Trump’s Huge Tax Cut for the Rich — of Course

Donald TrumpWell, Donald Trump has a new tax plan out that he claims “is going to cost me a fortune.” And apparently, a lot of news outlets are buying that, because hey, it’s easier to just listen to him than it is look at the tax plan. But even looking at the bullet points shows what a sham it is. He’s lowering everyone’s tax rate. Well, that won’t work. And then he says individuals making less than $25,000 per year will pay no taxes — but most of them already don’t. But the crowning achievement in the plan is that it eliminates the estate tax.

Think about that for a moment. No one even argues that the estate estate tax limits investment. So why is it even part of this plan? And under current law, there is no estate tax when money is transferred between spouses. And there is no estate tax on amounts given to individuals up to $5 million. So this change is not meant to help the rich; it is meant to help the super rich; it is meant to help people like him. His line that it “is going to cost me a fortune” is so much nonsense, and it is outrageous that we have such an incompetent press that it reports this stuff seriously.

Jeb BushLuckily, there are people who actually look at the policy. CNN did a pretty good job of summing up what some of those people had to say, Donald Trump Unveils Plan to Slash Taxes for the Poor — and the Wealthy. For example, according to the Tax Policy Center, this year, 45% of Americans will own no Federal income taxes. All Trump’s plan does is push that number up to about 50%. Alan Cole of the Tax Foundation said, “Some of what Mr Trump has done in his press conference is just sell us on one of the better features of what our income tax already does.”

But the biggest news is that the top tax rate would go down from just shy of 40% to 25%. As Donald Trump might say: that’s huge. What’s more, he wants to get rid of the alternative minimum tax. And he wants to cut the capital gains tax rate. That’s always presented as a way to spur investment, but it’s done to decrease the taxes on the very richest people. There are better ways to encourage actual investment, but people like Trump aren’t interested in that.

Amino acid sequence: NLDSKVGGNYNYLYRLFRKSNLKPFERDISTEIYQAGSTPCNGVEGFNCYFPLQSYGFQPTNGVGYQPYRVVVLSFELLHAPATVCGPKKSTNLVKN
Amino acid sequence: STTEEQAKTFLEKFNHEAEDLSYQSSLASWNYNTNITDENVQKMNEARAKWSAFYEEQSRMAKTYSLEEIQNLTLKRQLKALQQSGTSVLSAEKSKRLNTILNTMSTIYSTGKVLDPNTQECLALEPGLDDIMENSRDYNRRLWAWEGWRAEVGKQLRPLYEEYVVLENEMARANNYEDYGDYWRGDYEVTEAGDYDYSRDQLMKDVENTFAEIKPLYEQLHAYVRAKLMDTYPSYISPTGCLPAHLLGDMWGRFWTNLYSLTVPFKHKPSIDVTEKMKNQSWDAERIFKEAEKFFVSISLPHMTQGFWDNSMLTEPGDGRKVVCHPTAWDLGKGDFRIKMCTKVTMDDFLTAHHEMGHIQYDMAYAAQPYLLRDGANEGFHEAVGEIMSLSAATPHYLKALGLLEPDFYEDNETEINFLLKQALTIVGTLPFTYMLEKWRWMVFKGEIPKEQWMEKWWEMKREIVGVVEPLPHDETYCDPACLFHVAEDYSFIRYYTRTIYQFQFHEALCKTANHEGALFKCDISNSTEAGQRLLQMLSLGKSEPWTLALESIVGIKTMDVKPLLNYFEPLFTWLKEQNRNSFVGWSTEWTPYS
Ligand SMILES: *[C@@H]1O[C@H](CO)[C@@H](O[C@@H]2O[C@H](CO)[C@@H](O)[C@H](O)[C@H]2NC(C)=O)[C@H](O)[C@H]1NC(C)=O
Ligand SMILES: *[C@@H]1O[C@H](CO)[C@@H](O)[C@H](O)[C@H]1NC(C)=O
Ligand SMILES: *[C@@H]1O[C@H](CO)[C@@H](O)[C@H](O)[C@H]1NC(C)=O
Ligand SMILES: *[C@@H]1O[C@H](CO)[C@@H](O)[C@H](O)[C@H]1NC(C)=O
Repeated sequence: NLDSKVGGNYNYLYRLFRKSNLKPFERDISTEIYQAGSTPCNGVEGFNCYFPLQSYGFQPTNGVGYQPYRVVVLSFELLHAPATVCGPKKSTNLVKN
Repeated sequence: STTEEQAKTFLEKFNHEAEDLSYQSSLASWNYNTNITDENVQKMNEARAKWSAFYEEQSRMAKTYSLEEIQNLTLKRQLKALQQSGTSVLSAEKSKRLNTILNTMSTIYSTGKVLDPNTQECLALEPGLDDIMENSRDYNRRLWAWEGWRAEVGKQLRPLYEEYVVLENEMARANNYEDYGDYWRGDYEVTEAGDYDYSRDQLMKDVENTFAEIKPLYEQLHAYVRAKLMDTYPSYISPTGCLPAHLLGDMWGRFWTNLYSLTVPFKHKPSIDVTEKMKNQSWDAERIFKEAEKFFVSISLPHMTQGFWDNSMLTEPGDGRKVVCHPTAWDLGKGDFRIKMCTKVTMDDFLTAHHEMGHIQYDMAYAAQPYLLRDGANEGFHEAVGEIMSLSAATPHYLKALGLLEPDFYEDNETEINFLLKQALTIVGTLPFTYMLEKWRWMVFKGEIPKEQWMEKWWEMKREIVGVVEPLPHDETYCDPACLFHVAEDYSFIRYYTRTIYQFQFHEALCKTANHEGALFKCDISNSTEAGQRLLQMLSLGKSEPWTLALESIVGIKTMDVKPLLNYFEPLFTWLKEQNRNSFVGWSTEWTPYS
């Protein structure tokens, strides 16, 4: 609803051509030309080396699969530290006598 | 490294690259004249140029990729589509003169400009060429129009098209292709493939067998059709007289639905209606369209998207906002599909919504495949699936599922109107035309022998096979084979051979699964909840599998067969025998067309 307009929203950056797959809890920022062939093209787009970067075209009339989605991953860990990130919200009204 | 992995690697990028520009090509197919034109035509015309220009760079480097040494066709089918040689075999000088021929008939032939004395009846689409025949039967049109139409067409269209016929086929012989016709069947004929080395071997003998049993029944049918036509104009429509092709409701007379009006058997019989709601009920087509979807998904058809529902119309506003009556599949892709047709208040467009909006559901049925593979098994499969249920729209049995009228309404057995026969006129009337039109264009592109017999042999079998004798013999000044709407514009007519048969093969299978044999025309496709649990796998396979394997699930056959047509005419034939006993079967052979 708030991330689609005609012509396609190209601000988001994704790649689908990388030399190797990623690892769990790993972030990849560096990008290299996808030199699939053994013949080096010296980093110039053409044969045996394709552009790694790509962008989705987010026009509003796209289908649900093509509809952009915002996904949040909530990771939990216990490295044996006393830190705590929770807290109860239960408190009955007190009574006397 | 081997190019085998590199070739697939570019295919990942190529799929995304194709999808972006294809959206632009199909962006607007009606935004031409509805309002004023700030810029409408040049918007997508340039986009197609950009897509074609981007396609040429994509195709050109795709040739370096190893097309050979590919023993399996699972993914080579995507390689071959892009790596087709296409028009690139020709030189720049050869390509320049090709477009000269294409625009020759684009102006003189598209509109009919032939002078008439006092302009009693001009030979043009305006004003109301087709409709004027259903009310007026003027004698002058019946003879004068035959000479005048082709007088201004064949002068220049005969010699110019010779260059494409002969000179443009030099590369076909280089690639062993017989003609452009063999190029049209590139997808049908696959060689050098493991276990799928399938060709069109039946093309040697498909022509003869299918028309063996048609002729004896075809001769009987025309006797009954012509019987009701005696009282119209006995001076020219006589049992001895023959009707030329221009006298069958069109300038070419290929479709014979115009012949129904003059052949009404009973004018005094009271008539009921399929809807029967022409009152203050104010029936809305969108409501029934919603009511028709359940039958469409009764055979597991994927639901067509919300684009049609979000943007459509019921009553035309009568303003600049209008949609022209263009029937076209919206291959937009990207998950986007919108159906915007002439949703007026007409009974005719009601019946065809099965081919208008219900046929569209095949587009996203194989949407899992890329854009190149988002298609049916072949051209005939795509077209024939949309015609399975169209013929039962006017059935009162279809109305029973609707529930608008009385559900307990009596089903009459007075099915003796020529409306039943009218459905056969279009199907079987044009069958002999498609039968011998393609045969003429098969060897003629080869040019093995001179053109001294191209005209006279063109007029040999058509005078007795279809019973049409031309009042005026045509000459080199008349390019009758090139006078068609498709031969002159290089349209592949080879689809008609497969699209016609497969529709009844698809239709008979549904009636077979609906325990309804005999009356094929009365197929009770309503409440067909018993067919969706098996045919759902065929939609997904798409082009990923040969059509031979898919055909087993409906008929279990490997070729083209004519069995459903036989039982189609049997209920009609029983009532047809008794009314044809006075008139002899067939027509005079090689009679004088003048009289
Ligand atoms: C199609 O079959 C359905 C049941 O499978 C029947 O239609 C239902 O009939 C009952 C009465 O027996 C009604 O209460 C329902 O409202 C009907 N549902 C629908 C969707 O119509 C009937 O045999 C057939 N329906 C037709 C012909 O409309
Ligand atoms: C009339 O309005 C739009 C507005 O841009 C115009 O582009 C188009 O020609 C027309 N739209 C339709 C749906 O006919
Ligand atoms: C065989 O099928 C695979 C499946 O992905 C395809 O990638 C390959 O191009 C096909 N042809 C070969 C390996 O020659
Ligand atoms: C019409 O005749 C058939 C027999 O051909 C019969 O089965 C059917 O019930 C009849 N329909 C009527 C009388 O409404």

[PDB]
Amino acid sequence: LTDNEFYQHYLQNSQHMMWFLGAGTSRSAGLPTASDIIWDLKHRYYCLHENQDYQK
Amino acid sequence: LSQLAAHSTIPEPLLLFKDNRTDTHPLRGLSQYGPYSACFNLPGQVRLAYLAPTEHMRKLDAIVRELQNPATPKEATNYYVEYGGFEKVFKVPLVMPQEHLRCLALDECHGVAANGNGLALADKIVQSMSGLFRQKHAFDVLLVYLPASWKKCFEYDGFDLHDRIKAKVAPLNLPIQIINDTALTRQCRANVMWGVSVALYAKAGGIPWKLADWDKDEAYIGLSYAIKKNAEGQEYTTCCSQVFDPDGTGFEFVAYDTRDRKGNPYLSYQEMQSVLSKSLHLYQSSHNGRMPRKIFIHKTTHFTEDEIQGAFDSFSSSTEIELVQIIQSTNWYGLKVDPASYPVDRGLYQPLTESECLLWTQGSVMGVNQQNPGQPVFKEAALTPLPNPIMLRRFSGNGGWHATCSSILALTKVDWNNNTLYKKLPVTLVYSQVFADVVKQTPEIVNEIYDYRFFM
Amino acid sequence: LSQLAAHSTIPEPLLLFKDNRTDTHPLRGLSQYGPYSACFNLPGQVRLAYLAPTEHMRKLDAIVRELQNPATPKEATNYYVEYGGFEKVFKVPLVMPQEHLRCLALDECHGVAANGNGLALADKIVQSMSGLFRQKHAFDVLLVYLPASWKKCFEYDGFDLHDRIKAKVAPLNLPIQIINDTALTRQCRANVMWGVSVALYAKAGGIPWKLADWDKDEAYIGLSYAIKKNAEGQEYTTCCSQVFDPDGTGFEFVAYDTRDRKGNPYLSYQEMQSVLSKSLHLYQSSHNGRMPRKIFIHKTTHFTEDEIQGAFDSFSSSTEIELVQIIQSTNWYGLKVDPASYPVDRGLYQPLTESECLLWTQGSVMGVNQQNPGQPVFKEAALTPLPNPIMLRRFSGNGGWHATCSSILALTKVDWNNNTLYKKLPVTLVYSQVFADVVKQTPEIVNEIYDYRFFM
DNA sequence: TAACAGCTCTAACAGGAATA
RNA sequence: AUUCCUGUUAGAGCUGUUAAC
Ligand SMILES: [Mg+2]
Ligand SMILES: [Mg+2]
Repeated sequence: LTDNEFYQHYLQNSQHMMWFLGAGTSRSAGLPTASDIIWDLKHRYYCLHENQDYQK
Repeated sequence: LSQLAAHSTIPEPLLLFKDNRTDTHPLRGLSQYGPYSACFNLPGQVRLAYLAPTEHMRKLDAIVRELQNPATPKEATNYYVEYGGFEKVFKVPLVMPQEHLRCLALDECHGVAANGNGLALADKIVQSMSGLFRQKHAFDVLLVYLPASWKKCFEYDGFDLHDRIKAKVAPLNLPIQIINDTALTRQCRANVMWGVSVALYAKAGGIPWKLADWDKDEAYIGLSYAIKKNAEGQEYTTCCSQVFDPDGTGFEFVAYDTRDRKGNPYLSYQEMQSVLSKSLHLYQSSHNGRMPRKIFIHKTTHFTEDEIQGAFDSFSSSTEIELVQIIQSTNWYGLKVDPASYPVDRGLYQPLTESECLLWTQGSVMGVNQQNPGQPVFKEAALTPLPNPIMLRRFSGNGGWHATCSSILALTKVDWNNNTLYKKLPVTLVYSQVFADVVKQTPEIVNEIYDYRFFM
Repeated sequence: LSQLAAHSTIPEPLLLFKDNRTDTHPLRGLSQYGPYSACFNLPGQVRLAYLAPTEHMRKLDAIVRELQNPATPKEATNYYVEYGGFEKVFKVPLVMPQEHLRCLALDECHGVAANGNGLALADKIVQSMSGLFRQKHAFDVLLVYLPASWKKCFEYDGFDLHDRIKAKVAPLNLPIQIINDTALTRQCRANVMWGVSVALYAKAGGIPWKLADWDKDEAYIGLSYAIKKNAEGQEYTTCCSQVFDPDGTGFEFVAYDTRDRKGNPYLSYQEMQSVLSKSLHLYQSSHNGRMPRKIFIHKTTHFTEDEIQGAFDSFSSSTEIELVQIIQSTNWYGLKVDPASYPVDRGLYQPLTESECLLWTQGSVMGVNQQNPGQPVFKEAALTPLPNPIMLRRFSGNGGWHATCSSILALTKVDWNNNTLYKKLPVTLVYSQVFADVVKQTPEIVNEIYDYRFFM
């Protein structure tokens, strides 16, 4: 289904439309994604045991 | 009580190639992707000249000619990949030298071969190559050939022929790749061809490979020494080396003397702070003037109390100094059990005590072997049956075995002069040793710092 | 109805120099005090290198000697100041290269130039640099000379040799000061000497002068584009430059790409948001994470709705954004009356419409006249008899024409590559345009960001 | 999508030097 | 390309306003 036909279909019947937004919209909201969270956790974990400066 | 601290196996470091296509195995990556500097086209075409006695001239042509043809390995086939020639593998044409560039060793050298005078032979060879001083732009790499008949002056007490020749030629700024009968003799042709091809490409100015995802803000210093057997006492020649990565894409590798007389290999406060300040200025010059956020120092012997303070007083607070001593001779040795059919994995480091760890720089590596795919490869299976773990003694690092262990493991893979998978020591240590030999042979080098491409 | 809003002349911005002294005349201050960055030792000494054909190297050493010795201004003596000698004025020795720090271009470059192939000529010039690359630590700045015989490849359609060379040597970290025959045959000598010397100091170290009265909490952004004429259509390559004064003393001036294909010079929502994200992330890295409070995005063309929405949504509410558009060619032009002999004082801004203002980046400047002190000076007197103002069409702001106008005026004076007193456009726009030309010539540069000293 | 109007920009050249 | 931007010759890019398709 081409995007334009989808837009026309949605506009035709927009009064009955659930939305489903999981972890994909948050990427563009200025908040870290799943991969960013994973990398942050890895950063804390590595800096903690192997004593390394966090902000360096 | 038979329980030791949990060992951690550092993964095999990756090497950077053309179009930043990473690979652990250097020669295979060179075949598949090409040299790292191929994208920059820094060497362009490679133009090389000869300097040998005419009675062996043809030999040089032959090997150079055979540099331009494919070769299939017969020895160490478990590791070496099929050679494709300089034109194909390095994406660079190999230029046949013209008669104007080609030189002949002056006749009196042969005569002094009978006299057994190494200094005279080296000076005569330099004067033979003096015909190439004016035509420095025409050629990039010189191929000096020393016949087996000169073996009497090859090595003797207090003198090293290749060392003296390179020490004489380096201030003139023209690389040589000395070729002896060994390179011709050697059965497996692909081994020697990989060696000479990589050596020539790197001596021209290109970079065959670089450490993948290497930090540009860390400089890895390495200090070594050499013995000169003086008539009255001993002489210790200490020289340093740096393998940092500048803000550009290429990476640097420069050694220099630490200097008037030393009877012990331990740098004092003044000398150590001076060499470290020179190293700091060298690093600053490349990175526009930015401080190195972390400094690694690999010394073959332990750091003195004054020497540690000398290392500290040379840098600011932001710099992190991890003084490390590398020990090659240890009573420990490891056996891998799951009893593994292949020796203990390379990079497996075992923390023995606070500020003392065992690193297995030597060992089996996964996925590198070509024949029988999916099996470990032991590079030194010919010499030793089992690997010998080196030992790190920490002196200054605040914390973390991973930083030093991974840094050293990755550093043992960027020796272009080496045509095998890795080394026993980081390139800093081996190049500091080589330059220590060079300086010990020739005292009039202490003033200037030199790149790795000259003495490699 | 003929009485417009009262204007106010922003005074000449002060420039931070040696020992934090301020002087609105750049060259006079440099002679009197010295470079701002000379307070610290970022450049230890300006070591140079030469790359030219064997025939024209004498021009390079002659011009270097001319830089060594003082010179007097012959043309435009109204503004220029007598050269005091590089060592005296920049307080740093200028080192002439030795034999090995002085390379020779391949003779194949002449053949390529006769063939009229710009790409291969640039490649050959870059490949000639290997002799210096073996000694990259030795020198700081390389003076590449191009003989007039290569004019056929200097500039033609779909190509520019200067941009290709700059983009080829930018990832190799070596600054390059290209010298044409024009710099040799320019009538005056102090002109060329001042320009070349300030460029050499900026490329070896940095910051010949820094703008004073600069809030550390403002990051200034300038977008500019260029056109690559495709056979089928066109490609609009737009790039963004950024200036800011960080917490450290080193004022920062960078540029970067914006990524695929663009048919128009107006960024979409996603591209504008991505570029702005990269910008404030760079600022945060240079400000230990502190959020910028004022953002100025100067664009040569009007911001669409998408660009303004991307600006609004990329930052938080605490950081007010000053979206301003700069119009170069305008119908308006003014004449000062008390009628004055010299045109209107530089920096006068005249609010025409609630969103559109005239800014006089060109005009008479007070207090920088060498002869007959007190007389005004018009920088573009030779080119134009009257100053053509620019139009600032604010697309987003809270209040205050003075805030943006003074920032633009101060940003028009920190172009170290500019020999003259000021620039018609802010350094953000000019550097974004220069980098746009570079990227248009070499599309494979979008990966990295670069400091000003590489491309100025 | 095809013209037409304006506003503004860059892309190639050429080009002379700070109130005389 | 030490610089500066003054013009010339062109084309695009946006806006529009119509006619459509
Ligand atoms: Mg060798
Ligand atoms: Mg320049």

Dylan Matthews put together, Donald Trump’s Massive Tax Cut for the Top 1 Percent, in One Chart. You may remember recently I wrote, The Narrative of Jeb Bush’s Tax Cut Plan. It was one of a couple of articles I wrote about how Bush’s tax plan is a huge tax cut for the rich. Well, as you will see, Trump’s “populist” tax cut, is far worse:

Trump and Bush Tax Cuts

Yes, Trump’s tax cut does provide more to benefit to those at the lowest levels of the economy — but not much more. And it totally explodes at the top — exactly where tax cuts are unnecessary. The people are the top have been doing great since 2008. It’s not the upper class — much the less the top 1% — that needs help. Here’s how the numbers break down. Those in the lower class (lowest quintile), would get less than 2% of their yearly income in tax breaks. The middle class would get 5%. And the top 1% would get a bit more than 10%. Progressive tax cuts!

One of the better moments at the last debate was when Trump told Carson that we have always had progressive income taxes and that it isn’t socialism. But when it comes down to it, Trump’s tax plan is regressive — making the tax system less progressive. Almost 70% of the tax cuts go to the upper class (top quintile). Republicans just can’t help it. They can’t seem to think any other way about these kinds of things. But that doesn’t mean we have to believe their rhetoric.

Dean Baker on “This Hedge Fund Guy”

Dean BakerThis is an old drug. It’s a generic drug — there’s no patent on it. Ordinarily, we’re looking at high priced drugs because you have a drug company like Gilead Sciences owning a patent on Sovaldi — the hepatitis C drug. They did develop that — or played a role in it (that’s an issue) — but they played a role in developing it — they brought it to market. They’re ostensibly recovering research costs. There’s at least some truth to that. In this case, what they discovered — this hedge fund guy discovered — was that you have an old generic drug that is not widely used, but it is very important for the people who need it. It’s a life and death proposition — no easy substitute. [The company that makes Daraprim] is the sole producer. They have a de facto monopoly.